I could go on but I think I will let some other member continue this story that is so familiar...
Help me out on this one guys.
Posted 23 January 2008 - 09:19 AM
Thanks for all the help! After loking around on the web page and reading some of the posts i have another question! I do use a saw when i do hard wood floors but im not realy good with saws. when i first thought about getting into lure making i saw a web page that had pre-made crankbait bodies and i thought i could finish them paint. But after reading your replies to my post do you think some one who only took wood shop for one year and hasnt realy used saws in his like could get into lure making? I am going to take Palmetto Balsa advice and buy the supplies he told me to get and give it a try but all my family members keep laughing at me and think its strange for a guy like me to get into a a craft like this.(since i was about 20 years ive been in front of a TV or PC playing games last year i averaged 72hrs a week on World of Warcraft) I need to find away to get my self away from my pc and a way to pass the time till the ice is off the lakes so i can get back out there! Im sorry for all the dumb questions but i am thankful for all the help you guys have given to me!
Posted 23 January 2008 - 09:52 AM
I think I speak for most when I say the only dumb question is the one that isn't asked. As long as you have access to a few simple hand tools and a little determination, you'd be suprised what you can do. This is a great place to learn, but only you can pickup the tools and do the work. So, show the family what you're made of and build a few nice lures. When you stop and figure that a common hardbait can cost around $20.00 each, what have you got to loss?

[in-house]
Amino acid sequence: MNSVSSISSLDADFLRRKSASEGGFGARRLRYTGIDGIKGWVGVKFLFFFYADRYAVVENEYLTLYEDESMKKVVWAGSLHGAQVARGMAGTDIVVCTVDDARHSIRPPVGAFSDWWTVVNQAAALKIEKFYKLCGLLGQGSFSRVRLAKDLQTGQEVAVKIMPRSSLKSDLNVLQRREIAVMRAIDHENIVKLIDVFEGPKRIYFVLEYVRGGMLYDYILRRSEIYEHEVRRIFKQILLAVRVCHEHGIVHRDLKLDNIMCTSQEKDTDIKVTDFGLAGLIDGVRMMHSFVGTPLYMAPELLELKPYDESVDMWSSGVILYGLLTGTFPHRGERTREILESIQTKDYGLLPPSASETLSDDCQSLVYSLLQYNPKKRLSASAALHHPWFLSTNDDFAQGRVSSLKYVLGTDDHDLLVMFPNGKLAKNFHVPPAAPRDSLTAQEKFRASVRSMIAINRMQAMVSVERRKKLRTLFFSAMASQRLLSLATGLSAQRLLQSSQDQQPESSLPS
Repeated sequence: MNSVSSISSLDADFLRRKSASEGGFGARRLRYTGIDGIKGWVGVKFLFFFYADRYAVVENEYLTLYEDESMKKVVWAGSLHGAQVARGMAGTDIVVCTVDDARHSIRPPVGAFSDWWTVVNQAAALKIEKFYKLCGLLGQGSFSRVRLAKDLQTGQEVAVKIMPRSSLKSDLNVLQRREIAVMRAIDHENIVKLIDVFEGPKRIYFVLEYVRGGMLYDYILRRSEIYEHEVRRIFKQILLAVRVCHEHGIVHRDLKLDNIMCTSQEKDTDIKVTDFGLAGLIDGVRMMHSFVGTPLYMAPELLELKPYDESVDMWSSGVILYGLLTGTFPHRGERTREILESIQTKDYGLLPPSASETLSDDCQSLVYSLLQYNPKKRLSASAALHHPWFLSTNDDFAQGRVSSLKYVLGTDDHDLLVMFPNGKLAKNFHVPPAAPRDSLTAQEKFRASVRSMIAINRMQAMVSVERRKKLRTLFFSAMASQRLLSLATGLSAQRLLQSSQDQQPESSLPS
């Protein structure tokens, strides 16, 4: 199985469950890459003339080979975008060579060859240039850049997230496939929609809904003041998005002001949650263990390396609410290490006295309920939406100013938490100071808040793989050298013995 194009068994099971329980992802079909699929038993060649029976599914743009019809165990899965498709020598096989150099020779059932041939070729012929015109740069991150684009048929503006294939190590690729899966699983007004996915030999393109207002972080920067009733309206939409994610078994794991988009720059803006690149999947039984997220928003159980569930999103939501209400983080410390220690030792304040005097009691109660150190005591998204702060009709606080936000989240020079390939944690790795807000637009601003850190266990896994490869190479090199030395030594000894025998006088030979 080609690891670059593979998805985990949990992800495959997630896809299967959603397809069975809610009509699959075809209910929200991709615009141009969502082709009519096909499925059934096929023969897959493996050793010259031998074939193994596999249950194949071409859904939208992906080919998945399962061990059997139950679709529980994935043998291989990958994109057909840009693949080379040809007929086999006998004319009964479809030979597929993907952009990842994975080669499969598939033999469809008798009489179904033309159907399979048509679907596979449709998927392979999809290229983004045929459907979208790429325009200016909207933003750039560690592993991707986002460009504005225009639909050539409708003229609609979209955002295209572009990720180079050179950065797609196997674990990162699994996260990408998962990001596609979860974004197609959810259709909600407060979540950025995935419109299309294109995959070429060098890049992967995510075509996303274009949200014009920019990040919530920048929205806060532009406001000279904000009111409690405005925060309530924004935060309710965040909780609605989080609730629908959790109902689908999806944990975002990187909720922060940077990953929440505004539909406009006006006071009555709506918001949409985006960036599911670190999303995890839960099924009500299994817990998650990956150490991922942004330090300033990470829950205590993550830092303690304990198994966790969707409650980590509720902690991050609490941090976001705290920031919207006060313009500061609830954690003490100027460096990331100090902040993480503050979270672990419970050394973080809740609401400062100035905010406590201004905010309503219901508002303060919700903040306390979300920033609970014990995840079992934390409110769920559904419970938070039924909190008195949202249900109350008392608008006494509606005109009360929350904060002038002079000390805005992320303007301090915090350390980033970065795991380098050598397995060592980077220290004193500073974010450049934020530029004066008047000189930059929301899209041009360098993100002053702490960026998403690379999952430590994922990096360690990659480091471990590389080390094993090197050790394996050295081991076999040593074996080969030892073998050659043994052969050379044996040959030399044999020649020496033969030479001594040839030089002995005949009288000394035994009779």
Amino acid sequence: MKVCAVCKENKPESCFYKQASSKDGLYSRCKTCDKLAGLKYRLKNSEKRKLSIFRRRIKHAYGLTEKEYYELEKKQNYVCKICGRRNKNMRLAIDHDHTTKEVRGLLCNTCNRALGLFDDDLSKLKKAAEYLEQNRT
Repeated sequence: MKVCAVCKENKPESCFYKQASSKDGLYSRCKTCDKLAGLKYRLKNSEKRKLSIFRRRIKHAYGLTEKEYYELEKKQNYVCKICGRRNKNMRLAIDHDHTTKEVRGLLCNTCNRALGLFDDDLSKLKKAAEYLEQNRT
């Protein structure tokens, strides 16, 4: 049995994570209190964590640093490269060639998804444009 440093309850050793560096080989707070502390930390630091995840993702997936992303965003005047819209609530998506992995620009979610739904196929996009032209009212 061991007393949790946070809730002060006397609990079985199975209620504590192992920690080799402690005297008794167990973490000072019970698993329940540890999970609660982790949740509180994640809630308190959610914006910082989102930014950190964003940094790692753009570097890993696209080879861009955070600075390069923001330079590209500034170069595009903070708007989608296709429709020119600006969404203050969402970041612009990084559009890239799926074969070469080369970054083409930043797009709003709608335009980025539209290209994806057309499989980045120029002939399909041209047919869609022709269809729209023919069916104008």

Palmetto Balsa - very funny very funny, but that is how it seems to happen...
Posted 23 January 2008 - 11:48 AM
Always cut away from yourself, and make sure your hand tools are sharp.
And don't rush. Just like life in general, it's the journey, not the destination.
Posted 23 January 2008 - 04:36 PM
It is just practice. You will notice massive improvement, very quickly.
Set yourself a testing period, in other words, don't just make one and decide that you cannot do this. Try one per day for a month before making a decision. If they are still rubbish after that, post a pic and ask some questions, you will probably be doing something wrong.
Mark a centre line. This makes it easier to eyeball the symmetry. I have read here that people glue two pieces of wood together, but before gluing, they use a thick marker pen and color in the mating surfaces. So, as you carve, a centre line is always visible.
If a piece goes badly wrong, cut your losses and start again.
Small errors can be rescued with filler.
Cut lip slots etc before carving. It is easier to get the slot square, also, if you screw up the slot on a square bait, you haven't wasted all that carving time.
Remove small amounts at a time and examine.
Work both sides at the same time. What ever you do to one side, immediately do to the other and eyeball continuously.
Search the word carve and carving and you will find a thousand tips on carving. Hope it works out for you.
Posted 23 January 2008 - 05:56 PM
If you screw up a lip slot, stop, cut a dutchman (a small, snug fitting piece of wood), and glue it in the bad slot. When the glue sets, it'll be ready to cut again. The exterior wood glues available today, like Gorilla Glue, or Tightbond 2, are so strong if you make a good fit, that the wood will fail before the glue. Remember, if it's made from wood, it can be fixed.